Larger-busted women need maximum support from their sports bras, so experts recommend an encapsulation bra for those with C cups or larger. This type of bra encloses each breast in a separate cup and compresses the breasts against the body. These models typically include zippers or clasps, making it easier for women with large breasts to get in and out of them. Many also have adjustable straps to help dial in the right amount of support.
Many sports bras designed for C/D-cup women contain underwire for extra support, but reviewers say that isn't a necessity. Some wearers like the extra support that underwire provides, while others say they chafe, constrict and sometimes even get tangled when you put the bra on. In the end, choosing whether you want underwire in your sports bra is largely a matter of personal preference. If underwire isn't a must, the Moving Comfort Fiona (*Est. $45) is the top pick for women with C- and D-cup sizes, using separate molded cups as well as compression to support breasts during exercise.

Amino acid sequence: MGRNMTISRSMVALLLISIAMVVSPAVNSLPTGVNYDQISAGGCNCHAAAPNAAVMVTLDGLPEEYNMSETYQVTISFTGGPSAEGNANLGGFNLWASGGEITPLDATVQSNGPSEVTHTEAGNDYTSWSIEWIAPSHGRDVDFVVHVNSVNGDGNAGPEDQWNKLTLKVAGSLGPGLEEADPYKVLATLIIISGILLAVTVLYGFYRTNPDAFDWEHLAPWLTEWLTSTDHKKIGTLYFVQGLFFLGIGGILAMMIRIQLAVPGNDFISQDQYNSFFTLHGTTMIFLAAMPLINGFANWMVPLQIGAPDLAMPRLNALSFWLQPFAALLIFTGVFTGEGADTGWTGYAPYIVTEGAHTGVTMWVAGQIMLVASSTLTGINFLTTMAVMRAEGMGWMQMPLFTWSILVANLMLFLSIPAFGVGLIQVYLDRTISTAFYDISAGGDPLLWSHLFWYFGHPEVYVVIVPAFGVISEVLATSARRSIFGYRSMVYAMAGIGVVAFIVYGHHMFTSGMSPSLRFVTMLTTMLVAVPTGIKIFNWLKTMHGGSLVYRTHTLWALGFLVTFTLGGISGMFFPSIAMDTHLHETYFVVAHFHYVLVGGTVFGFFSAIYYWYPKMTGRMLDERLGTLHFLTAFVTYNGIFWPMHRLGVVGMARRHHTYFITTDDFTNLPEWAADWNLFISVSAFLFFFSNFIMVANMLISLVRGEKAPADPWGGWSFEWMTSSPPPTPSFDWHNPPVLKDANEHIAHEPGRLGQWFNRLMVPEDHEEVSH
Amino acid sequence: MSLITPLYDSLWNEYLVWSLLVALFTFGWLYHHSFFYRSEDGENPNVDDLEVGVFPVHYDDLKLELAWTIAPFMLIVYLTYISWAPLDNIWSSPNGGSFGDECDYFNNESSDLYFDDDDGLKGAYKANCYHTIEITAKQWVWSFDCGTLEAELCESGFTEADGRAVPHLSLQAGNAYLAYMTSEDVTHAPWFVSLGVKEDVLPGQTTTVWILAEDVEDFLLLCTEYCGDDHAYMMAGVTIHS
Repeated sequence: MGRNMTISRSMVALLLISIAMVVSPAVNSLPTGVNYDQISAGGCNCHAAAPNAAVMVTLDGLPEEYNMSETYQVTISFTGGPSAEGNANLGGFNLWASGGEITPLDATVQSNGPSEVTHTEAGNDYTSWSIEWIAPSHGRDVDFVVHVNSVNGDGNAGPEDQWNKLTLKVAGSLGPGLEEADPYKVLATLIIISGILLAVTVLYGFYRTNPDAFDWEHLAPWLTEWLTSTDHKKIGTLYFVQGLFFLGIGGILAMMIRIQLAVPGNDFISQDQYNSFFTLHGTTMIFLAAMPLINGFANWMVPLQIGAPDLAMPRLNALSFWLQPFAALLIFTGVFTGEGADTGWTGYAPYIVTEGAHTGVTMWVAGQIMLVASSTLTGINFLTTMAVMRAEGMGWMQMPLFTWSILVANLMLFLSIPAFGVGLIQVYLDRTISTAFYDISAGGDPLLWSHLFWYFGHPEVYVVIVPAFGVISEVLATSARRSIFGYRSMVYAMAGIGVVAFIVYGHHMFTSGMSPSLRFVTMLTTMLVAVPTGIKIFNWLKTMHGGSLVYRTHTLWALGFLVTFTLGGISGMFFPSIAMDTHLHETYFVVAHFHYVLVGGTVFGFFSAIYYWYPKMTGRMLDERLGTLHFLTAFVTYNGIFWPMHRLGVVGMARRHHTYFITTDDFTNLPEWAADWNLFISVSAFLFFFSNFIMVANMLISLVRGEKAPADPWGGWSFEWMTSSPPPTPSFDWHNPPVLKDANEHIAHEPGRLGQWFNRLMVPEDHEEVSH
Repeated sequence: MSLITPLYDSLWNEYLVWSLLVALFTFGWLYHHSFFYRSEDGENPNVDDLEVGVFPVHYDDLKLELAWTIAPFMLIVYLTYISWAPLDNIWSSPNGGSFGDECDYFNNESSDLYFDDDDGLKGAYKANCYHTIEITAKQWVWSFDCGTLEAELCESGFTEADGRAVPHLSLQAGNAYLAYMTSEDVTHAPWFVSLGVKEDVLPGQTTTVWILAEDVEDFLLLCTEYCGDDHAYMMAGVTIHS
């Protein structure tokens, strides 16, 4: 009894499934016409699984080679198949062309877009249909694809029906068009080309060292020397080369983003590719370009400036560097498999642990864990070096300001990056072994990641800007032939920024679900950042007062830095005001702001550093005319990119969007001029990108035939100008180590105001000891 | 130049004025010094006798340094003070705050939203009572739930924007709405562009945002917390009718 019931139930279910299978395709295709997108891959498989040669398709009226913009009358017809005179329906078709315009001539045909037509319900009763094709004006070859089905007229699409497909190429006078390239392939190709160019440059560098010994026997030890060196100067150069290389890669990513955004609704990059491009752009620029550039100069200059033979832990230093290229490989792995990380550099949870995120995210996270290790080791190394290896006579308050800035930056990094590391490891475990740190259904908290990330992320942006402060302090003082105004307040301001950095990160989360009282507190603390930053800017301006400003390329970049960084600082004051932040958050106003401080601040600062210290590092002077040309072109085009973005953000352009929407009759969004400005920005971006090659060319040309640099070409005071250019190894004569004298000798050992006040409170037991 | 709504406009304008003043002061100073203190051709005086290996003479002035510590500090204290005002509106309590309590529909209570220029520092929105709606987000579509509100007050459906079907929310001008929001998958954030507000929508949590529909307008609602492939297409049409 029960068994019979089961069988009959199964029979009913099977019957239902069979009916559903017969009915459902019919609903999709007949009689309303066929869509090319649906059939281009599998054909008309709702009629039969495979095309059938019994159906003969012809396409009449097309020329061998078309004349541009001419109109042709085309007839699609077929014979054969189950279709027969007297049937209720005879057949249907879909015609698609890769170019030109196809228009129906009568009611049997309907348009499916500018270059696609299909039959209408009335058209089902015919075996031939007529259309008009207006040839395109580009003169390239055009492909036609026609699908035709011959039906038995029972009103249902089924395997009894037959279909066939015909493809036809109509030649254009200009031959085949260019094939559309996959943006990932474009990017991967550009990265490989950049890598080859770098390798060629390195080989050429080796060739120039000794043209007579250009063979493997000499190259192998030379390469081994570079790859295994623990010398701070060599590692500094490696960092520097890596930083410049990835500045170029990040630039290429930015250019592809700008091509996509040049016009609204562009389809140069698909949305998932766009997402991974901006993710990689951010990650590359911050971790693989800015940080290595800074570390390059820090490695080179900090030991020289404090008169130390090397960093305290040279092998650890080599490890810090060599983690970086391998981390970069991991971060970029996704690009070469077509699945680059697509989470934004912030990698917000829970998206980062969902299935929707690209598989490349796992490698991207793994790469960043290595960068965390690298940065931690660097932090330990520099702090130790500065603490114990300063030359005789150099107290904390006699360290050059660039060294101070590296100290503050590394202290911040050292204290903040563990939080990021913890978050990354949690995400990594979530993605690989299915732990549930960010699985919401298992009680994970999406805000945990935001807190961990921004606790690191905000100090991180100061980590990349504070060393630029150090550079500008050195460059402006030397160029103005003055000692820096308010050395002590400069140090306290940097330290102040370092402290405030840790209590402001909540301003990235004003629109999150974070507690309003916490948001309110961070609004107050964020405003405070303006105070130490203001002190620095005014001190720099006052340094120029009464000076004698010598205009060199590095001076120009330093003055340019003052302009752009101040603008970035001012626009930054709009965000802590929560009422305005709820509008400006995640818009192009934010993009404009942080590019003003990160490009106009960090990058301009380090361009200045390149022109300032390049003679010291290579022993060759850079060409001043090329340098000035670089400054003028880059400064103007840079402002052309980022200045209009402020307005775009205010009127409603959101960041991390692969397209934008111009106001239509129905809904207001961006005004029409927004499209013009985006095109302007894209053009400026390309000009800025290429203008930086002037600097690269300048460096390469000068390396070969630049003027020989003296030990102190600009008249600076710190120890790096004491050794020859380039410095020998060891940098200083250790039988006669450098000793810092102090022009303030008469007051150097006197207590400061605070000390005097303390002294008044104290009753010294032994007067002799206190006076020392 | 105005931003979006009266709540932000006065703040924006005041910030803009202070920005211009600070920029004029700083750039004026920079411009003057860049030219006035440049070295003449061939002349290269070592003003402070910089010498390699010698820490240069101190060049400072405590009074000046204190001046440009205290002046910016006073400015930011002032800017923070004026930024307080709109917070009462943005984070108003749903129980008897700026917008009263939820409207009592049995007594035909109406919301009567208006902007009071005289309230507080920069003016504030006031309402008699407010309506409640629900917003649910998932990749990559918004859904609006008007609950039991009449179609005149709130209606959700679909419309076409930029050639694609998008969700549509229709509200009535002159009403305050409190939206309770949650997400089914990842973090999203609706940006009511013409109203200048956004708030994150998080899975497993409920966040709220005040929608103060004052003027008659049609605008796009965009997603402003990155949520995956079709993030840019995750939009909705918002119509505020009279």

In Self magazine LaJean Lawson, Ph.D, adjunct professor of exercise and sports science at Oregon State University, praises the Fiona's "stretchy, firm fit." This is also the only sports bra we've seen recommended for nursing mothers; Shana Draugelis of AintNoMomJeans.com recommends the Moving Comfort 3 Reasons bra sold through Title 9, which the brand's customer support confirms is the same as the Fiona. Draugelis says the bra really does hold up to the manufacturer's claim of no bouncing during high impact, and the front-adjustable straps make nursing easy.
Reviewers at Runner's World, Running Times, Fitness and Health magazines have great things to say about the Moving Comfort Fiona, too. Large-breasted testers at Running Times call it soft, comfortable and highly adjustable. "It receives almost perfect scores across the board," says writer Candace Karu. Testers at Health magazine say it "wicks sweat nicely and breathes well." Average users like it as well: More than 500 posts at Amazon.com give the bra a 4.5-star rating, saying it's comfortable and supportive enough for high-impact activities, without feeling restrictive. However, a few wearers warn that the chest band may curl up in the back after several uses, the bra frays easily and a lack of padding across the front makes nipples noticeable. Users who comment on the bra's moisture-wicking abilities agree that it does a good job of keeping you dry.